The following example of an IRAC is deemed "advanced" only because it is probably the most complex analysis that you would want to squeeze into a single IRAC without modifying the structure of that traditional IRAC, or writing an additional IRAC.
The issue section of an IRAC is where you announce to your reader what questions of law and what questions of fact you will be discussing.
This IRAC involves two question of law: whether the defendant can be convicted of battery; and if so, whether he has a justifiable defense for that battery. Some elements of these questions of law also involve questions of fact.
You could get away with using just the first sentence of my example issue section as your issue statement, but I have always preferred to use the issue section as an umbrella section. This umbrella provides a roadmap for the reader which prepares them for your logical analysis.
Example Issue Section:
The issues at hand revolve around whether the Defendant (D) can be convicted of battery, and if so, whether he had a justifiable defense for his actions.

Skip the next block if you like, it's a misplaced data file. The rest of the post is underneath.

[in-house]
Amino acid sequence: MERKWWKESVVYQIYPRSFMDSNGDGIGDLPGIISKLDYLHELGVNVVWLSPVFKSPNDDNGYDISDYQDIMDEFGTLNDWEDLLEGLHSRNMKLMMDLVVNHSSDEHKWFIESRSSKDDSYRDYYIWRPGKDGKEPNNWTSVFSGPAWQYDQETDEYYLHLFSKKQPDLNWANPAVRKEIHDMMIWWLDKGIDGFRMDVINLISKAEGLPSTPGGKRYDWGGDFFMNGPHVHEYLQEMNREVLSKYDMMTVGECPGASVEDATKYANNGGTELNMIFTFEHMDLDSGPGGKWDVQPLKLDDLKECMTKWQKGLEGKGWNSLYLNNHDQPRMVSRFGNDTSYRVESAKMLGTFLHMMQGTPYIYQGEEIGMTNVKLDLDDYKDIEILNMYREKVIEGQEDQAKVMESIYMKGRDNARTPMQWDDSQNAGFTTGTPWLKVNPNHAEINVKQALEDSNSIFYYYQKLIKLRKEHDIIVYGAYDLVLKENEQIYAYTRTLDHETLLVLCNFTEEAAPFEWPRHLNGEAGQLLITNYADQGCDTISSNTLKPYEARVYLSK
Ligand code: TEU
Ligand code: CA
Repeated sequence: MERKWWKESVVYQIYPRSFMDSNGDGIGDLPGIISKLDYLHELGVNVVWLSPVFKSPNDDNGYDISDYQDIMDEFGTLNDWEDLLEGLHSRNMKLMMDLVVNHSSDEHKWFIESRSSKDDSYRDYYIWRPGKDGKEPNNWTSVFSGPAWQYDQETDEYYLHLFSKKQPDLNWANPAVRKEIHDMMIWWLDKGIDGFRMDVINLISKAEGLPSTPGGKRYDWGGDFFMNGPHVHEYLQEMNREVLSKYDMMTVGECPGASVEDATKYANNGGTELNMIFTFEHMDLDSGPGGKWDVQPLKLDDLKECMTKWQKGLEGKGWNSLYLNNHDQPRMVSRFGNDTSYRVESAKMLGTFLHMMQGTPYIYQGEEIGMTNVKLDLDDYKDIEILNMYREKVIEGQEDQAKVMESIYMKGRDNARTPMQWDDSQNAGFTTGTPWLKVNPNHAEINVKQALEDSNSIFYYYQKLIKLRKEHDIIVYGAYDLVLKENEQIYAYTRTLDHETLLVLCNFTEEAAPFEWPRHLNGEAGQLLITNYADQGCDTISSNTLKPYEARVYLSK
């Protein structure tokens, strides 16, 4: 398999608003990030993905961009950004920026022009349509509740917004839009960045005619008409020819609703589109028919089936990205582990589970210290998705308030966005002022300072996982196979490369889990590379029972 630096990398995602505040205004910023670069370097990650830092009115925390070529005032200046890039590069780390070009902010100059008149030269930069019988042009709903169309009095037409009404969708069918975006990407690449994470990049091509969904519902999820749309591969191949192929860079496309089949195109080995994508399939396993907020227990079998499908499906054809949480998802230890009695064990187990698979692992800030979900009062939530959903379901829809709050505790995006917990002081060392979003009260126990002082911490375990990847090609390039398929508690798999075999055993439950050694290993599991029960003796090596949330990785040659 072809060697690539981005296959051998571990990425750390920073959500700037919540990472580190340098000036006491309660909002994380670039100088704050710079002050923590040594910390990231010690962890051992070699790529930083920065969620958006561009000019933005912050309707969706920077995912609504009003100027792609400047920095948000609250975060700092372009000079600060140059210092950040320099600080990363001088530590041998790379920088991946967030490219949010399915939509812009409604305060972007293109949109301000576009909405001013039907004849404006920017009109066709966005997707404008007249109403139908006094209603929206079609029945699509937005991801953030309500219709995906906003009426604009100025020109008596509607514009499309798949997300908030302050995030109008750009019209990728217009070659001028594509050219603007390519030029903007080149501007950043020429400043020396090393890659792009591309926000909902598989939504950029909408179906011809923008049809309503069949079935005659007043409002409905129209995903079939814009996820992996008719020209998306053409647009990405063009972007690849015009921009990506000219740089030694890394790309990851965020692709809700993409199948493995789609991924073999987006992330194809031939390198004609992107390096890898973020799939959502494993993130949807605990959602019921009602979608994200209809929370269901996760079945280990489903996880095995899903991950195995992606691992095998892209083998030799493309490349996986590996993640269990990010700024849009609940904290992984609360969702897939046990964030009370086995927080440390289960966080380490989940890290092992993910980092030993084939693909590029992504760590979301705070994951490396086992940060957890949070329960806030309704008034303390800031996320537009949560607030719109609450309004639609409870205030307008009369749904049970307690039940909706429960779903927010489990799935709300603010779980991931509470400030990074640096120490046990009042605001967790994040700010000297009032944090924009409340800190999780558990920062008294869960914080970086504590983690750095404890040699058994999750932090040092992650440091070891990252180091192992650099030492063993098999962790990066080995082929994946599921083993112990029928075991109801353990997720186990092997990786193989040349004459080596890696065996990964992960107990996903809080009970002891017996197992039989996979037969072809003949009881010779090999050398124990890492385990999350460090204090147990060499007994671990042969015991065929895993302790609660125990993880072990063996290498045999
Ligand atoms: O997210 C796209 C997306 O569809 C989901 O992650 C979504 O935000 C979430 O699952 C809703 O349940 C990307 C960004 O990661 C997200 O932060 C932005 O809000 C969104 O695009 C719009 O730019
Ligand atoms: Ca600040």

D was involved in a fight with the Plaintiff ( P) and knocked P unconscious with a blow to the head. Prior to this fight, P had made several threatening comments and violent gestures, which D claims resulted in his apprehension of immediate harm; but P refutes the claim that he made any gestures.
Although it is likely that D could be found guilty of battery under State Law X, it is likely that he will have a justifiable defense per State Law Y and the precedence of Case Z.
RULE OF LAW SECTION
This IRAC is a typical example of a rule section. It is usually comprised of multiple statutory elements along with several relevant court holdings that help define those elements.
Whether you are a law student, a lawyer, or any other professional writer; it is your job to reduce your logical argument into a step-by-step guide so that the reader can put those steps together for themselves. The rule section is the foundation for that guide: